Our spending plans for the coming year have been reduced by more than £3 billion. The new control total for next year will be £3 billion below the level we set last year, and £8 billion below the plans for that year that we first set two years ago.

That is not all. In 1995-96, we have reduced the new control total by £1 billion and in 1996-97 by nearly £3 billion. Taking into account lower debt interest payments resulting from lower borrowing, I expect that, as a direct result of the Budget, total public spending over the next three years will be around £10 billion less than we assumed at the time of the March Budget.

Including also the reduction in cyclical spending as the economy recovers, and other changes, the total reduction in public spending over the next three years compared to the March Budget projections will be no less than £15 billion.

Those public expenditure savings dramatically reduced my need to raise taxes to get the borrowing requirement down. As a result of that achievement and only because of that I can now confirm that I have no need this year to propose any changes to the VAT base. Throughout the public spending round, all my Cabinet colleagues understood that the essential job in this Budget was to move back towards a balanced budget ; and we all understood the clear preference on this side of the House for this to be done, so far as possible, by firm control of public spending. That is what we said we would deliver, and that is what we have delivered, because that is what is required to keep the recovery going.


My Budget today puts Britain firmly on course for a sustained period of rising prosperity and falling unemployment, based on low inflation and healthy public finances.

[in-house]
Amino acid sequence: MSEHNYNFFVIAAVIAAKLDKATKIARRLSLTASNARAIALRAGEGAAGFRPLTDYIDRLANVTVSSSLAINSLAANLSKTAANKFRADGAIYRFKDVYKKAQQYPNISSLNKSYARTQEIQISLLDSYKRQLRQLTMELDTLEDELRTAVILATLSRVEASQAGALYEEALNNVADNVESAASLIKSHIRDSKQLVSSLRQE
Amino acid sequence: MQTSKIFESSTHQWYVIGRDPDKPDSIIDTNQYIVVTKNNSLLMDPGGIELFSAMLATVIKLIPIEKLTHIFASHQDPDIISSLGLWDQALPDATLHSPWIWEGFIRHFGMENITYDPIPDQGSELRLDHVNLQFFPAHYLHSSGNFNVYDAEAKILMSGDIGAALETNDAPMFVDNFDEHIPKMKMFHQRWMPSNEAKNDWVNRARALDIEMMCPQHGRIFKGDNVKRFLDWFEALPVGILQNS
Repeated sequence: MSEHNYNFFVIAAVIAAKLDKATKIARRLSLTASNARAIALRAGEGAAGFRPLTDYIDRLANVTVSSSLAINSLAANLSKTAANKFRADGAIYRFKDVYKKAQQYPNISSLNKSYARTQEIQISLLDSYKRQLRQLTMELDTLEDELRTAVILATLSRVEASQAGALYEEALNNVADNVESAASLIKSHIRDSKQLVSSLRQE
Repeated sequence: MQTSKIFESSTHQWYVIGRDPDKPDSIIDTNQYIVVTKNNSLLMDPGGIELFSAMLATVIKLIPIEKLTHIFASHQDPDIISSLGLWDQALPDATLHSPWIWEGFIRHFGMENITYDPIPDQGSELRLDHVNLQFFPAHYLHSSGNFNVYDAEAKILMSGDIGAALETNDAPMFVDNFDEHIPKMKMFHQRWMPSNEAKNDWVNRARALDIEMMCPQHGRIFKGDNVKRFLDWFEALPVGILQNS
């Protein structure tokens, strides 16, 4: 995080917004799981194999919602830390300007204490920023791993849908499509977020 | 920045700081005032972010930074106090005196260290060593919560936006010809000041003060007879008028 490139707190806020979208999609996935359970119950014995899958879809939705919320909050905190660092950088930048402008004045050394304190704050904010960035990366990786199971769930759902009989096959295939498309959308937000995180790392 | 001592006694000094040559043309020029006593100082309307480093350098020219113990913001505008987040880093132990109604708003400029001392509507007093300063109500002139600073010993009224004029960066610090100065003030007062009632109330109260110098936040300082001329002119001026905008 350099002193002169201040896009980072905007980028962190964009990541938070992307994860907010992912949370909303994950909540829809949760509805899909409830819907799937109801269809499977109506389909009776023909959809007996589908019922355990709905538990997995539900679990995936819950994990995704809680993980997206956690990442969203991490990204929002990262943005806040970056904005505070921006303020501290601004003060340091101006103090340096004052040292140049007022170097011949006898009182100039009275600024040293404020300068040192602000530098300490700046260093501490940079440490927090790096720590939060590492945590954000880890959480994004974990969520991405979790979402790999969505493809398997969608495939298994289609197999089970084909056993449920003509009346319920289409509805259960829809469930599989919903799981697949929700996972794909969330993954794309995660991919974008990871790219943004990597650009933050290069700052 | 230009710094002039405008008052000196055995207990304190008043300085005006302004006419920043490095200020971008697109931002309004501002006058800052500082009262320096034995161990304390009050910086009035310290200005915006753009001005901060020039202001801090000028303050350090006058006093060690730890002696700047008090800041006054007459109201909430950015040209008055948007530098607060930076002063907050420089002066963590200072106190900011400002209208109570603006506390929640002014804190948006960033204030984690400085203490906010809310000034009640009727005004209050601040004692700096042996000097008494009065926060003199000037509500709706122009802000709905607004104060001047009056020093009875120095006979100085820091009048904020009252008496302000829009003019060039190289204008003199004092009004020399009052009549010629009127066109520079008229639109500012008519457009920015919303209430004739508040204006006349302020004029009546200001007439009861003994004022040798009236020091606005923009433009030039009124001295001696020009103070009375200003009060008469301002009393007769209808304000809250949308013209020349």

This is a no-nonsense Budget which deals directly and firmly with the main challenges facing the country today. Above all, it is the Budget of a responsible Government which is determined to bring lasting recovery to Britain.

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I commend it to the House.

Provisional Collection of Taxes

Motion made, and Question,

That, pursuant to section 5 of the Provisional Collection of Taxes Act 1968, provisional statutory effect shall be given to the following motions :

(a) Tobacco products (rates) (motion No. 4) ;

(b) Hydrocarbon oil (rates) (motion No. 5) ;

(c) Vehicles excise duty (rates) (motion No. 8). [ Mr. Kenneth Clarke. ]

put forthwith, pursuant to Standing Order No. 50 (Ways and Means Motions), and agreed to.

Mr. Deputy Speaker : I now call on the Chancellor of the Exchequer to move the motion entitled "Amendment of the law". It is on that motion that the Budget debate will take place today and on succeeding days. The remaining motions will not be put until the end of the Budget debate next week, and then they will be decided without debate.

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Budget Resolutions and Economic Situation


Motion made, and Question proposed,

That it is expedient to amend the law with respect to the National Debt and the public revenue and to make further provision in connection with finance ; but this Resolution does not extend to the making of any amendment with respect to value added tax so as to provide

(a) for zero-rating or exempting any supply, acquisition or importation ;

(b) for refunding any amount of tax ;